Wolf video game witness connects Bible to violence
A college professor, whose 2006 study concluded that Bible verses lead to violence testified March 19 in front of a subcommittee chaired by Rep. Frank R. Wolf (R.-Va.) on the similar role of video games.
“People who believe that God sanctions violence are more likely than others to behave aggressively themselves,” wrote Ohio State University Prof. Brad J. Bushman, in his 2006 study “When God Sanctions Killing: Effect of scriptural violence on aggression.”
The study was published in the journal Psychology Science and offers a parallel with his February study for the National Science Foundation, commissioned by Wolf, after the tragic Dec.17 spree shooting in Newtown, Conn.
Wolf is one of the strongest voices on Capitol Hill making the connection between video games and violence.
If the government must restrict video games because the cause violence, why would not the government restrict other sources of violence—identified by the same scholar?
In the 2006 study, Bushman wrote that God could be cause of violence.
“We found compelling evidence that exposure to a scriptural depiction of violence or to violence authorized by deity can cause readers to behave more aggressively,” he wrote.
“Even among our participants who were not religiously devout, exposure to God-sanctioned violence increased subsequent aggression,” he wrote.
“That the effect was found in such a sample may attest to the insidious power of exposure to literary scriptural violence,” he wrote in the study.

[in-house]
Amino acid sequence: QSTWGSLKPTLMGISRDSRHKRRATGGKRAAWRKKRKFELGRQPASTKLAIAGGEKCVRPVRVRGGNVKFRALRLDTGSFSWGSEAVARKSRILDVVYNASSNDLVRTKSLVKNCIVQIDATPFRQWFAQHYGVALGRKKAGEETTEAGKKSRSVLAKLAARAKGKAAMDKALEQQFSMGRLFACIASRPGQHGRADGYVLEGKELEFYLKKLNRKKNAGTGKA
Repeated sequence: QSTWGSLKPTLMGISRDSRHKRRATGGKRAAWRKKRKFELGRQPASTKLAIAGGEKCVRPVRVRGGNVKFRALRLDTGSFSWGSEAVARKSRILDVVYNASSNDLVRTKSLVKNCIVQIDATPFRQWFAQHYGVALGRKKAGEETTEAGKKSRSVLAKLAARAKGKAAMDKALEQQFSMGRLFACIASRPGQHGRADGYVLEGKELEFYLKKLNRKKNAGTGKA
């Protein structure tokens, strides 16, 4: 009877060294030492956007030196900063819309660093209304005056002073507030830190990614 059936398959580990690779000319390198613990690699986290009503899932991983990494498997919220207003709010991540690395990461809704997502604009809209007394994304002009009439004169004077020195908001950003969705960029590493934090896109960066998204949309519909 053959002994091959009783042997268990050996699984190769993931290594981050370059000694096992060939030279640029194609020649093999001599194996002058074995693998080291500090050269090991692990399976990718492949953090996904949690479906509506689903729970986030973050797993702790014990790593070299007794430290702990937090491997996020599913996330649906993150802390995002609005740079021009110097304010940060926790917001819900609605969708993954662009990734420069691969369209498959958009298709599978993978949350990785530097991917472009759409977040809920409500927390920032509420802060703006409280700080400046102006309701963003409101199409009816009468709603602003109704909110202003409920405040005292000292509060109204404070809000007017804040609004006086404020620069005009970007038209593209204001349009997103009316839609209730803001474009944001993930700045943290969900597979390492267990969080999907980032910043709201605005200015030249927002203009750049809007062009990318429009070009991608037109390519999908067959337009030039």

The violence does not stop with garden variety thuggery, he wrote.
“This work also supports theories proposed by scholars of religious terrorism who hypothesize that exposure to violent scriptures may induce extremists to engage in aggressive actions,” wrote Bushman, an Mormon, who conducted half of the study with Mormon students at Brigham Young University and the other half with a mix of Christian and atheist students in the Netherlands.
In his testimony before Wolf, Bushman relied heavily on the NSF study “Youth Violence: What we need to know,” but he gave him out comparing his video game conclusions to tobacco studies.
There was never a direct link shown between lung cancer and smoking, but there was a lot of evidence, he said.
“We haven’t “proven” that violent video games directly cause violence because it can’t be proven. There is no way to ethically run experiments that see if playing a violent game like Call of Duty can push a person into violence,” he said.
Another comparsion to tobacco was Bushman’s observation about warning labels, which is the purpose of one of Wolf’s bills pending in the House.
“Unfortunately, one unintended side effect of warning labels is that they make violent media ‘forbidden fruits’ for children,” he said. The key is to educate parents, he said.
“This is an uphill battle, because the news media, entertainment industries, and other mass media purveyors may be reluctant to report that that they are marketing products that can be harmful to children.”
A posting at GamesPolitics.com, the news website for the Entertainment Consumers Association, attacks the Wolf hearing with Bushman testimony: “Wolf is handling this hearing the way other lawmakers tried to handle SOPA and PIPA; by presenting only one perspective. Clearly there’s mountains of research that disputes Bushman’s claim that video games and other media are a bad influence on America’s youth.”
The ECA also put out an alert about the hearing saying: “Today, Congressman Frank Wolf is holding a one-sided hearing on video game violence before the House Appropriations Commerce, Justice, Science and Related Agencies Subcommittee. Unfortunately, Congressman Wolf has already come to his conclusion – that video games cause violence, and he’s stacked the panel with partisan witnesses who agree with him.”